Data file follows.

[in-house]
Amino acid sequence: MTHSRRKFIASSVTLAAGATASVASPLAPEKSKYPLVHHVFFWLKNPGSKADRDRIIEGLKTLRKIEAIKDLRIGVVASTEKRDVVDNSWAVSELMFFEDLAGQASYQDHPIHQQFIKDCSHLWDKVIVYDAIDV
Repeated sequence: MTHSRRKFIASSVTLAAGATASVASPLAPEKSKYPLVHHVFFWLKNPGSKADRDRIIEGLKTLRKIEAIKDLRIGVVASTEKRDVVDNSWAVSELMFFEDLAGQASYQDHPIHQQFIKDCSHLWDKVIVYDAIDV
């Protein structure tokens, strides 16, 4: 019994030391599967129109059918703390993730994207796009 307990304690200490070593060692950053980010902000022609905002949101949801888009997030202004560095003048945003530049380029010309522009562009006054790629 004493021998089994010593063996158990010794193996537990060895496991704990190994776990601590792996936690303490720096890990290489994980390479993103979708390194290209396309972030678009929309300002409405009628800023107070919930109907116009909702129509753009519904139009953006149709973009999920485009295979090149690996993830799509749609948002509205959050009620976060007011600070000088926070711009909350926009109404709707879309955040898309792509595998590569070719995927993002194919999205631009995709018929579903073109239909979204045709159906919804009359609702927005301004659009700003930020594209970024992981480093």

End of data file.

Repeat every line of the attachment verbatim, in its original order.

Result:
[in-house]
Amino acid sequence: MTHSRRKFIASSVTLAAGATASVASPLAPEKSKYPLVHHVFFWLKNPGSKADRDRIIEGLKTLRKIEAIKDLRIGVVASTEKRDVVDNSWAVSELMFFEDLAGQASYQDHPIHQQFIKDCSHLWDKVIVYDAIDV
Repeated sequence: MTHSRRKFIASSVTLAAGATASVASPLAPEKSKYPLVHHVFFWLKNPGSKADRDRIIEGLKTLRKIEAIKDLRIGVVASTEKRDVVDNSWAVSELMFFEDLAGQASYQDHPIHQQFIKDCSHLWDKVIVYDAIDV
């Protein structure tokens, strides 16, 4: 019994030391599967129109059918703390993730994207796009 307990304690200490070593060692950053980010902000022609905002949101949801888009997030202004560095003048945003530049380029010309522009562009006054790629 004493021998089994010593063996158990010794193996537990060895496991704990190994776990601590792996936690303490720096890990290489994980390479993103979708390194290209396309972030678009929309300002409405009628800023107070919930109907116009909702129509753009519904139009953006149709973009999920485009295979090149690996993830799509749609948002509205959050009620976060007011600070000088926070711009909350926009109404709707879309955040898309792509595998590569070719995927993002194919999205631009995709018929579903073109239909979204045709159906919804009359609702927005301004659009700003930020594209970024992981480093």